Bratislava, the capital of Slovakia and smallest European capital is a typical example of not judging a book my its cover. Although we entered Slovakia 3 times during a recent trip to both Vienna and Budapest we only spent our last afternoon in the city before returning to the airport.

The reason for flying into Bratislava is simple. It’s cheap!. Bratislava hosts Ryanair and makes flying further east that normal affordable from the UK. The airport is proud of its links with Vienna (Wien) in particular and has a direct shuttle from the airport to the main bus station in Vienna (Erdberg). Vienna is part of this trip which I covered here;

The latter part of our trip was to Budapest (see here) for our friend Jenny’s birthday and we met them at Bratislava train station before getting the train to Budapest (2h40 each way – €17.50 return! BARGAIN).

The airport is small but modern and exceptionally clean. The train station on the other hand was the complete pits, filled with the homeless, run down and not a good reflection of the city for incoming visitors.

I had convinced the group to leave the relative safety of Budapest early on Sunday to give us the chance to explore Bratislava and this first impression wasn’t a good one and I could feel the look of ‘Where the Fuck have you taken me’ Whilst my friends love to explore new places, a reenactment of Soviet Russia probably wasn’t high on the list.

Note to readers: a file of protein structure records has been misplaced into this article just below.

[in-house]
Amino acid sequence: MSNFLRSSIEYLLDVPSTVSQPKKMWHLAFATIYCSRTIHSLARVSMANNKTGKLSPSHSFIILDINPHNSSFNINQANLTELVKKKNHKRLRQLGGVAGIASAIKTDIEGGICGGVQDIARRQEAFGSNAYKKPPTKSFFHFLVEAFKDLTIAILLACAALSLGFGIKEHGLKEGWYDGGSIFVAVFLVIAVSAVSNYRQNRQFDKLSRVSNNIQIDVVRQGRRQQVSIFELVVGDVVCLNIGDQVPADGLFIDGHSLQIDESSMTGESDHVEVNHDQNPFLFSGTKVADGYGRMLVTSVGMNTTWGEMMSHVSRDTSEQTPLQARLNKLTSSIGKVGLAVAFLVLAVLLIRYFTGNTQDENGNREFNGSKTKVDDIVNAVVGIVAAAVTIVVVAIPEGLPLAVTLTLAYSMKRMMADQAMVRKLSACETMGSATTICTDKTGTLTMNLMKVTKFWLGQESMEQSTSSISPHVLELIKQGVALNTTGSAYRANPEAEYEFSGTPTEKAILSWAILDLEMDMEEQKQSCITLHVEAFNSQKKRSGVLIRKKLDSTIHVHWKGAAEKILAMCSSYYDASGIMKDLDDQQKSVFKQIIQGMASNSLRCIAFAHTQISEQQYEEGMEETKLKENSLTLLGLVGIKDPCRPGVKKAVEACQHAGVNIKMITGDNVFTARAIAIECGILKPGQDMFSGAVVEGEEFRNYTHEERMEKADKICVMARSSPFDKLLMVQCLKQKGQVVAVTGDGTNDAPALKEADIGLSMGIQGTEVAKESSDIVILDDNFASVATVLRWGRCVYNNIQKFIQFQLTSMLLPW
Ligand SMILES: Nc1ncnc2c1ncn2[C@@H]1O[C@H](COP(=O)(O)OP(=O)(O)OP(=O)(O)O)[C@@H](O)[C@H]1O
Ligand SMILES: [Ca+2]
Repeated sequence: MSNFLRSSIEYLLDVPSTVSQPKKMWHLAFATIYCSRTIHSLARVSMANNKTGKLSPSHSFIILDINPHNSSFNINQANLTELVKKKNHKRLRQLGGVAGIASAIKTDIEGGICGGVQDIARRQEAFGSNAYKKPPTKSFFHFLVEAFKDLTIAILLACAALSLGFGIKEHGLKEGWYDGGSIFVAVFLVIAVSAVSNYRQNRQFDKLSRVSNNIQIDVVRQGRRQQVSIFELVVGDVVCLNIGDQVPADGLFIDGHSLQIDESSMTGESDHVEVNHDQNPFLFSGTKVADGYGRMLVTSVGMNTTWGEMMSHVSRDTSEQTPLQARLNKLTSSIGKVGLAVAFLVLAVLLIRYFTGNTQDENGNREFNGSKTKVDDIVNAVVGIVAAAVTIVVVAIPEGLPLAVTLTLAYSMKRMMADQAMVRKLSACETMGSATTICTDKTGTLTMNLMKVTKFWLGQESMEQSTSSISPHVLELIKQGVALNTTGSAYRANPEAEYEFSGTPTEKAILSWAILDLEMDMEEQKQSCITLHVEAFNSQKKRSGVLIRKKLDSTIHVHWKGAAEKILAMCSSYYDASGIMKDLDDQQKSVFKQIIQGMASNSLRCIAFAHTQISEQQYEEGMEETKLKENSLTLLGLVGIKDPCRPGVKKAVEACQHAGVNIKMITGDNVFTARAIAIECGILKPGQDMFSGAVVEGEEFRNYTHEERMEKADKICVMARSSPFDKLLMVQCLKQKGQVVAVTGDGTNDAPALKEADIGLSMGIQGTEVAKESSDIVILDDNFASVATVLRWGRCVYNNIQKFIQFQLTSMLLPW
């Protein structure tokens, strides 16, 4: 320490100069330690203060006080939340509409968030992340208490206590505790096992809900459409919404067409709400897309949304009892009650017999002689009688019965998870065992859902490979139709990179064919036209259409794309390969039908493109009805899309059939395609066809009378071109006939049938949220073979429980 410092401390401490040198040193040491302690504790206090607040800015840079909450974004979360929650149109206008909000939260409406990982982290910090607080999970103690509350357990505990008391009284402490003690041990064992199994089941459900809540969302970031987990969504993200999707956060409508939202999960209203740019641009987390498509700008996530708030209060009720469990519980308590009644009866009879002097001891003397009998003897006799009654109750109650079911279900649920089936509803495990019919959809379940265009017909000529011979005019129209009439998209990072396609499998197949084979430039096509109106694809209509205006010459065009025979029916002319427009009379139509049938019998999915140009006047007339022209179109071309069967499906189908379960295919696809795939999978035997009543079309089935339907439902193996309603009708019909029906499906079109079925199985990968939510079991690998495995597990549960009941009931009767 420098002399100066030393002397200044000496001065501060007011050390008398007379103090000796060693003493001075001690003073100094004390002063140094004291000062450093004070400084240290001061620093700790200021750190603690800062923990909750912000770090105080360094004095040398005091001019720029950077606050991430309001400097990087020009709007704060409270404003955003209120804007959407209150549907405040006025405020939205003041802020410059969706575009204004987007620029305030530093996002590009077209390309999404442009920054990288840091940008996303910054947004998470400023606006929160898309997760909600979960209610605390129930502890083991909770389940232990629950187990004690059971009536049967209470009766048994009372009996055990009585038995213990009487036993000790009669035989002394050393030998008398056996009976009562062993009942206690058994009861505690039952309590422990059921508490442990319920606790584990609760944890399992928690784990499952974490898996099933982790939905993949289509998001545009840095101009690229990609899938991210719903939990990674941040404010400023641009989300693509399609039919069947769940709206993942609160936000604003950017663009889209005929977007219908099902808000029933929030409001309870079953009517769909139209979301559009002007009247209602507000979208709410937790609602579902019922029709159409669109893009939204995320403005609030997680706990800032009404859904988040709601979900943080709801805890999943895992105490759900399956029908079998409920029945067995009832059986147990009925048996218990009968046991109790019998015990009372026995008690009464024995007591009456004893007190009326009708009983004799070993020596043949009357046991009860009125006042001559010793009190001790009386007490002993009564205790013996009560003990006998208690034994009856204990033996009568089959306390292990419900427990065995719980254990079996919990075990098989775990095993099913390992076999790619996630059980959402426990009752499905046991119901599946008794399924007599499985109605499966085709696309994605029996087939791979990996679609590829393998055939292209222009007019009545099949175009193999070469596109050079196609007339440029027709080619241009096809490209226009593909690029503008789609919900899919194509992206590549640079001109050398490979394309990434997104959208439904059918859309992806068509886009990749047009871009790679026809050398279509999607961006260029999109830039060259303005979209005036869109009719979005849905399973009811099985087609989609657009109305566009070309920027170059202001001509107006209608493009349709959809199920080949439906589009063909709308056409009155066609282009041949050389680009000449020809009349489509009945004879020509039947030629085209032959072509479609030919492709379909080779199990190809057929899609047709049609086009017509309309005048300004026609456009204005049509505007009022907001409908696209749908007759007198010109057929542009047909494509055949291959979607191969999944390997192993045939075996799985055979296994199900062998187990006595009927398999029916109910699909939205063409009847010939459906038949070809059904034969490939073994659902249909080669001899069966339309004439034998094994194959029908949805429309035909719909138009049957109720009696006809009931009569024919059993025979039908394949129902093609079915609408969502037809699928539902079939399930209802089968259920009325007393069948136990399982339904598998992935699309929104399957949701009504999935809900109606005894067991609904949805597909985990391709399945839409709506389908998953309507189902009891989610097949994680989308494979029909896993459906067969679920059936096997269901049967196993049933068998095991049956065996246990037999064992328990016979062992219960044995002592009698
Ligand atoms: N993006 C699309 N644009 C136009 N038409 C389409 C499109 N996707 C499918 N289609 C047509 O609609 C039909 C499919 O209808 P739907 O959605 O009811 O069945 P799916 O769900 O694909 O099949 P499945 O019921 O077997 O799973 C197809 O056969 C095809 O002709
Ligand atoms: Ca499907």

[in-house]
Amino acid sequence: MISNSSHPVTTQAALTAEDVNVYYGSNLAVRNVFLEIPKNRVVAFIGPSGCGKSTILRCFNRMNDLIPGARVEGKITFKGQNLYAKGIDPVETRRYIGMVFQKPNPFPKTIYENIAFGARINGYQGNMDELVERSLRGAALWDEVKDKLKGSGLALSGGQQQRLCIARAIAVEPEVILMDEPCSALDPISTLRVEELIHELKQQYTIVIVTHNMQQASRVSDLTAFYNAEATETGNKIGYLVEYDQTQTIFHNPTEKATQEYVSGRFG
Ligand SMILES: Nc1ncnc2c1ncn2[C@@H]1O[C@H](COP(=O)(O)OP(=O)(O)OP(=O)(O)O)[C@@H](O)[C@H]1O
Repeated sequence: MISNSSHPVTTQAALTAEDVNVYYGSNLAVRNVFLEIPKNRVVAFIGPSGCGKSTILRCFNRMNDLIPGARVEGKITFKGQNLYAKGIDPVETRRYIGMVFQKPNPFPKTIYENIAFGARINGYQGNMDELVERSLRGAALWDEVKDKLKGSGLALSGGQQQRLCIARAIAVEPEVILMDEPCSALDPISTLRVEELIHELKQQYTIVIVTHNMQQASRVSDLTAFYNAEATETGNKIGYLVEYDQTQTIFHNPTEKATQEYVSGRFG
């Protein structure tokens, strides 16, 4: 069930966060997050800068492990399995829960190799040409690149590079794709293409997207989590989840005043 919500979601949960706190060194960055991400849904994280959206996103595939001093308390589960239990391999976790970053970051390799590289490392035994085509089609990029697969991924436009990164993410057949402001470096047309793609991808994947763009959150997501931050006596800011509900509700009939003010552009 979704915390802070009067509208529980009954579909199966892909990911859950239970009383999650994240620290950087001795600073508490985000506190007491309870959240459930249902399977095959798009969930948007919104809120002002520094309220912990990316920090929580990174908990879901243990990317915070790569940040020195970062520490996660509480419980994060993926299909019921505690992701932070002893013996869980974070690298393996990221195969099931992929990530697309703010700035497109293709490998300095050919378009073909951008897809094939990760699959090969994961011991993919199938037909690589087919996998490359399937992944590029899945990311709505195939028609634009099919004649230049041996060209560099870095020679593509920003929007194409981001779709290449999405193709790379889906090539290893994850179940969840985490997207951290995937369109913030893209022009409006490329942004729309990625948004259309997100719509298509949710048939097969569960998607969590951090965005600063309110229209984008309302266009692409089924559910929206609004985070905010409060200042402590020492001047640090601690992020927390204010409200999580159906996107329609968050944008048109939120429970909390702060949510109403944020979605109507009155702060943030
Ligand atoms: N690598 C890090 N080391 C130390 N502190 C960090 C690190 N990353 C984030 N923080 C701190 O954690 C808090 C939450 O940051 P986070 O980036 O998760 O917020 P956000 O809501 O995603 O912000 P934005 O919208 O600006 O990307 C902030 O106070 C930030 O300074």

I am glad to say this first impression was short lived. As we moved closer to the historic centre the charm of the city took hold. The pedestrian-only old town dates from the 18th Century and was full of lively bars and restaurants. To the west, perched on top of a hill is the eye catching Bratislava Castle which was re-constructed in 1954 after it burnt to the ground. Light up at night the castle is the focal point of the city.

The Sunday we attended coincided with the first week of the Christmas Markets (and a gloriously sharp and crisp Sunday afternoon) so the streets were packed with locals and visitors alike to sample on the local and international delicacies on offer.

Bratislava is cheap. albeit not as cheap as Budapest was in 2012. Gone are the days of €1 drinks in the city centre. Still we managed to have a few fine local pilsners at about €2 a pint. We decided to tackle some of the local food which included Goulash, Pirogies and a number of mix meat main courses.

Whilst Bratislava may not inspire the imagination of its larger neighbors (Prague and Budapest) and it may not have enough to do to keep restless Brits busy for a weekend it is definitely worth a visit and should be know as more than a 2nd airport to visit Vienna and Budapest.

Slovakia, A country I wouldn’t imagine visiting but Bratislava is a beautiful place worthy of being a European capital.

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